186. The method of claim 174 wherein the application specific multidimensional information verification step further comprises:
comparing occurrences of application specific multidimensional information from more than one member document and thereby increasing the confidence level of the accuracy of the particular application specific multidimensional information.
187. The method of claim 175 wherein the application specific multidimensional information verification step further comprises:
comparing occurrences of application specific multidimensional information from more than one member document and thereby increasing the confidence level of the accuracy of the particular application specific multidimensional information.
188. The method of claim 176 wherein the application specific multidimensional information verification step further comprises:
comparing occurrences of application specific multidimensional information from more than one member document and thereby increasing the confidence level of the accuracy of the particular application specific multidimensional information.
189. The method of claim 177 wherein the application specific multidimensional information verification step further comprises:
comparing occurrences of application specific multidimensional information from more than one member document and thereby increasing the confidence level of the accuracy of the particular application specific multidimensional information.
190. The method of claim 178 wherein the application specific multidimensional information verification step further comprises:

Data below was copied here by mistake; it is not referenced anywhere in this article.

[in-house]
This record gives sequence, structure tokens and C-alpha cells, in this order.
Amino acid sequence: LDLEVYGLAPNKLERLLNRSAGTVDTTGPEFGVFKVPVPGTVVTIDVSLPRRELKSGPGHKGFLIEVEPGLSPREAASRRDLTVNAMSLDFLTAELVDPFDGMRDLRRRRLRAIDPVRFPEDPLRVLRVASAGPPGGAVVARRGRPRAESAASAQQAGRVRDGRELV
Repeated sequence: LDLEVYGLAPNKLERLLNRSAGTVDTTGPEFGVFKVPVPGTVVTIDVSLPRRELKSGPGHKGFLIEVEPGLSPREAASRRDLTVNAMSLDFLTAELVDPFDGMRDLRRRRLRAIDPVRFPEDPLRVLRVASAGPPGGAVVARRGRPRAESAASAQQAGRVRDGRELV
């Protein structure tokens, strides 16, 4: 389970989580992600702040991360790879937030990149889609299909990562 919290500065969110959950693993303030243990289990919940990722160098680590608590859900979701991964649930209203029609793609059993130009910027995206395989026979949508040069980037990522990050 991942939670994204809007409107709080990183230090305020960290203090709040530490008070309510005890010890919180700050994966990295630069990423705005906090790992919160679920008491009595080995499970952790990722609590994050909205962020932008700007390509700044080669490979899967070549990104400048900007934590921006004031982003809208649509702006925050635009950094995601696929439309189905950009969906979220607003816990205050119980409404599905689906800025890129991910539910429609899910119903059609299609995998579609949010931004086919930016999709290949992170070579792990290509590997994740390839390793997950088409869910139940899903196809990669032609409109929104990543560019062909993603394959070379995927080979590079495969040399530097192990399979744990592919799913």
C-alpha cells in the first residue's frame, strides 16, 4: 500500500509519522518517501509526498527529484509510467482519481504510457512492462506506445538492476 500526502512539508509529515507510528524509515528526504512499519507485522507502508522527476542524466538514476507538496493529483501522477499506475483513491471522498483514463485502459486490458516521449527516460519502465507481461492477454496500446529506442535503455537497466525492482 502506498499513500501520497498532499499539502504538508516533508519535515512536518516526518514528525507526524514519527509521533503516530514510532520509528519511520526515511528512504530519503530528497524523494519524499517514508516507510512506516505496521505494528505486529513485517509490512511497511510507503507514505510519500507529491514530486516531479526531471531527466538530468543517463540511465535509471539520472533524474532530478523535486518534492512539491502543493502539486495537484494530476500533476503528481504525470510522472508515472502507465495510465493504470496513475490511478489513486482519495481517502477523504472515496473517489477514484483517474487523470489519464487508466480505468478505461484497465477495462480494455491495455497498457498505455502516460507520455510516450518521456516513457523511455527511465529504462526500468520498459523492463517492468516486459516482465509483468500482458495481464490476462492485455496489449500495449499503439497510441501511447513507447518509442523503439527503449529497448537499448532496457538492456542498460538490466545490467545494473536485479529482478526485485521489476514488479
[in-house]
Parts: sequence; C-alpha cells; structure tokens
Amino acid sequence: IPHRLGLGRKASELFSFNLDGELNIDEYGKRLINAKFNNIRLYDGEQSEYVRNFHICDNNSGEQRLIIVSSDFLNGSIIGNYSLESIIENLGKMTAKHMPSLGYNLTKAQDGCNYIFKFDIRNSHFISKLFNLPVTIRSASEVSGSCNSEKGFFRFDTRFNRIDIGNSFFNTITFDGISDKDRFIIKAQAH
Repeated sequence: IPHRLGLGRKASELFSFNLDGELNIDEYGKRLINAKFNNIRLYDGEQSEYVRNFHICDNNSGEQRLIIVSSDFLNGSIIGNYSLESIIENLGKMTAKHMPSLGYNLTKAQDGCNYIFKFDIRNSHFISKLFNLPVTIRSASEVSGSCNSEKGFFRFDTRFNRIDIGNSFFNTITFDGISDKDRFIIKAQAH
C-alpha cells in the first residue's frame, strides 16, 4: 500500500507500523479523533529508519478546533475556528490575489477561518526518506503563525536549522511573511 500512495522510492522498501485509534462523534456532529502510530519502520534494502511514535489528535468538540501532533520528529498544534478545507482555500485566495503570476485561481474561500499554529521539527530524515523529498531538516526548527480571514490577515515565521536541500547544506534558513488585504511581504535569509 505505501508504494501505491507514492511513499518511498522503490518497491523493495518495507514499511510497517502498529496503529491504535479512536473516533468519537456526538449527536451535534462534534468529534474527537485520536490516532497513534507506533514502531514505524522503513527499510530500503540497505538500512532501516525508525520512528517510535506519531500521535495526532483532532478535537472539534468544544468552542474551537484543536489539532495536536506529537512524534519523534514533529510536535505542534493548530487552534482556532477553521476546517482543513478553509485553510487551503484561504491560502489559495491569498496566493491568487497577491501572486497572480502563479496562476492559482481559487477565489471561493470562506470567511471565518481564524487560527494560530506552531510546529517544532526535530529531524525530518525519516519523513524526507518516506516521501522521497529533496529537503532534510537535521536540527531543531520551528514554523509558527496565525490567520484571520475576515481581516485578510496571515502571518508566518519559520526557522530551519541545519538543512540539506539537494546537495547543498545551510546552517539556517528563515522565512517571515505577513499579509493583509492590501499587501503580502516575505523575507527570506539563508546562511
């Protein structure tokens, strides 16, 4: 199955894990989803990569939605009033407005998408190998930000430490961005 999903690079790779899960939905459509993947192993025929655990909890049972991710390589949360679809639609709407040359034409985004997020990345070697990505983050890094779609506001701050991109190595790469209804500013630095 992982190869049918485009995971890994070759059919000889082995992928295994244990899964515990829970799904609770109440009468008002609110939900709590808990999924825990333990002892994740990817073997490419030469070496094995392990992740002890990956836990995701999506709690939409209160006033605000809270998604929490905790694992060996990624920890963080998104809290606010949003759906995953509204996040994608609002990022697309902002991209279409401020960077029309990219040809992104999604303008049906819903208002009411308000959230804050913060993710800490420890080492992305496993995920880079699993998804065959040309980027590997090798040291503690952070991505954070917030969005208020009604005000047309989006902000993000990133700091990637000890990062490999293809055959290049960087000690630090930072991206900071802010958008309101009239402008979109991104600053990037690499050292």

comparing occurrences of application specific multidimensional information from more than one member document and thereby increasing the confidence level of the accuracy of the particular application specific multidimensional information.
191. The method according to claim 185, further comprising:
storing the application specific multi-dimensional information and providing an application running on a user computing device access to the application specific multidimensional information.
192. The method according to claim 186, further comprising:
storing the application specific multi-dimensional information and providing an application running on a user computing device access to the application specific multidimensional information.
193. The method according to claim 187, further comprising:
storing the application specific multi-dimensional information and providing an application running on a user computing device access to the application specific multidimensional information.
194. The method according to claim 188, further comprising:
storing the application specific multi-dimensional information and providing an application running on a user computing device access to the application specific multidimensional information.